The minor in homeland security is built on the existing body of knowledge in homeland security and emergency management as well as developing research, with an emphasis on lessening the impacts of disasters on society’s most vulnerable citizens. The proposed minor prepares students for public service and partnership with the local community (private, nonprofit, and public), and will provide opportunities for students to transfer acquired skills into the work environment, thereby contributing to economic development and a society more prepared to meet hazards, emergencies, terrorist threats, or disasters.
|CRJ-3350||Terrorism and Counterterrorism||4|
|Select 12 semester hours of the following:||12|
|Principles of Emergency Management|
|Cyber Crime Investigations|
|Introduction to Intelligence Policy|
Regulations Governing Minors
- Minors at Aurora University are optional. They are not required for graduation.
- A minor shall comprise a minimum of 18 semester hours.
- At least 25% of the credits applied to a minor must be earned at AU.
- Each minor must be developed and monitored by an approved program committee of the faculty; new or substantially revised minors require the approval of the Board of Trustees based on recommendations from the program committee, the appropriate school/college governance bodies, the Academic Dean, appropriate university governance bodies, the Chief Academic Officer, and the President.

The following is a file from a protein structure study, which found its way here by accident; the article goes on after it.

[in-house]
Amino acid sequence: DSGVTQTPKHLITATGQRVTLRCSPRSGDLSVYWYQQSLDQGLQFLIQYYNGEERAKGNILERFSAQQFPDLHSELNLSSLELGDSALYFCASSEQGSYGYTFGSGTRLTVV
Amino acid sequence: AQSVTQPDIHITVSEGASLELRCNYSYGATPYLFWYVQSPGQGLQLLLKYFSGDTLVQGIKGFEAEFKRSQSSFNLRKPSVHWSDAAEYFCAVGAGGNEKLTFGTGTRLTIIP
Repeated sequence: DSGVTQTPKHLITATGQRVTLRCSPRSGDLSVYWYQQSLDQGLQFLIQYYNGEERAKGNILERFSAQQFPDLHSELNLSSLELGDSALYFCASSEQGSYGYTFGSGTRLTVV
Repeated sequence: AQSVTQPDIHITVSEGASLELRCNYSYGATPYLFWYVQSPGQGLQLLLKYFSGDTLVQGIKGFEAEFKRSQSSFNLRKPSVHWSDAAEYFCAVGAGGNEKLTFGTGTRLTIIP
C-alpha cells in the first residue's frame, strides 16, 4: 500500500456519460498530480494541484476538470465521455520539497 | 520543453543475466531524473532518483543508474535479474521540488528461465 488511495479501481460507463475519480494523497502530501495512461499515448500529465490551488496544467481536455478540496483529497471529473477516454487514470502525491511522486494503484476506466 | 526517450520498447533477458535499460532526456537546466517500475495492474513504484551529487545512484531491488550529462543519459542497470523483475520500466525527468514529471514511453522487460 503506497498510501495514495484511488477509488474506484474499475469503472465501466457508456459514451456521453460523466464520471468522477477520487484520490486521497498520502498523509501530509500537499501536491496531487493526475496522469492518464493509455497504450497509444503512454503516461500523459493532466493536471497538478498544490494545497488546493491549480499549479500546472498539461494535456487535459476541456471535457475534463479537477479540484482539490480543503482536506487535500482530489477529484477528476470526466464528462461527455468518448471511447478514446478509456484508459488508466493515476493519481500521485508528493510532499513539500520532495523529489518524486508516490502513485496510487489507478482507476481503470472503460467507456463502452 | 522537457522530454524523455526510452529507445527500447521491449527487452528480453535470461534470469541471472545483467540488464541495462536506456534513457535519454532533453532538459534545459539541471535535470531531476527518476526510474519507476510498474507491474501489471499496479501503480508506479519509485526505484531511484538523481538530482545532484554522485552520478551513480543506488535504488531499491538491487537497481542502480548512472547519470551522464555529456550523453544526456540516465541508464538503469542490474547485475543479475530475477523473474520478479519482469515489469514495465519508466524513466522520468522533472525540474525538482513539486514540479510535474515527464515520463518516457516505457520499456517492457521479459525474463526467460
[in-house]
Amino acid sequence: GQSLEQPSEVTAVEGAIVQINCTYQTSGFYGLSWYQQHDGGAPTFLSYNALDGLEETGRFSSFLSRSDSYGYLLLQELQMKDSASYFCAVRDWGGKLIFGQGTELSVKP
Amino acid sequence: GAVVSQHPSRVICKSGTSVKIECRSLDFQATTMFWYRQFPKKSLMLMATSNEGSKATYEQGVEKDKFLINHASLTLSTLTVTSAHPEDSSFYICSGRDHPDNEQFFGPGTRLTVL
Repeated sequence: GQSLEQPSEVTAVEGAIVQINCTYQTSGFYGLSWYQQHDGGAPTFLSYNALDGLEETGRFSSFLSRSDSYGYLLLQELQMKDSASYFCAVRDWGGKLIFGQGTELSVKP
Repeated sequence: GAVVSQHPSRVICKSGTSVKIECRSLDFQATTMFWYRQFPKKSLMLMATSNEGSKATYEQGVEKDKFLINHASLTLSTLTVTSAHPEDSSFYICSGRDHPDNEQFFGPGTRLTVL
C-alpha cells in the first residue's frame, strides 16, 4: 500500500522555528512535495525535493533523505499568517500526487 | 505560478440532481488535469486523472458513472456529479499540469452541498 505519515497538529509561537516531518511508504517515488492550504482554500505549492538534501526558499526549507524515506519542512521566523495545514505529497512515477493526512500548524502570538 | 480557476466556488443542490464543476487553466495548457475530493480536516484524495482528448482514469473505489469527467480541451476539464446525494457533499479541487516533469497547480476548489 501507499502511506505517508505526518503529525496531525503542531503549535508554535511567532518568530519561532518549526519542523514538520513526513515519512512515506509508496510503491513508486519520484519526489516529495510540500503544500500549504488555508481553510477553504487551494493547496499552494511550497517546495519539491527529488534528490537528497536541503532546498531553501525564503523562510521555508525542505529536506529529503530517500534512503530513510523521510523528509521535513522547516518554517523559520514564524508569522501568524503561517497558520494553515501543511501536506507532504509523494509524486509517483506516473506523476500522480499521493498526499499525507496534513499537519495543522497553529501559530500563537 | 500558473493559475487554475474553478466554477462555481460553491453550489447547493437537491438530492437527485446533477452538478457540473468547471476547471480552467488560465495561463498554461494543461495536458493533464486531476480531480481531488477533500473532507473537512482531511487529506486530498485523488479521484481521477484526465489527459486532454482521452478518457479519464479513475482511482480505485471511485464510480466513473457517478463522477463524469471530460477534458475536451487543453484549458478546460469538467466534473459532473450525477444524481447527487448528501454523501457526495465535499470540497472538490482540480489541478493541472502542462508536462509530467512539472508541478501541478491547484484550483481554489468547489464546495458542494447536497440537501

- Beyond the minimum coursework requirement, the content, structure, and extent of a minor are prerogatives of the individual program committees within the schools and colleges of the university, except as otherwise defined or restricted by the academic regulations.
- No “D” will apply toward minors.
- A maximum of four (4) semester hours of credit/no credit coursework will apply toward a minor.
- Students will demonstrate an understanding of the collaborative relationships between the twenty-two agencies that comprise the Department of Homeland Security (DHS).
- Students will demonstrate the ability to examine the problems involved in interagency coordination and information flow of intelligence support to homeland security policy makers.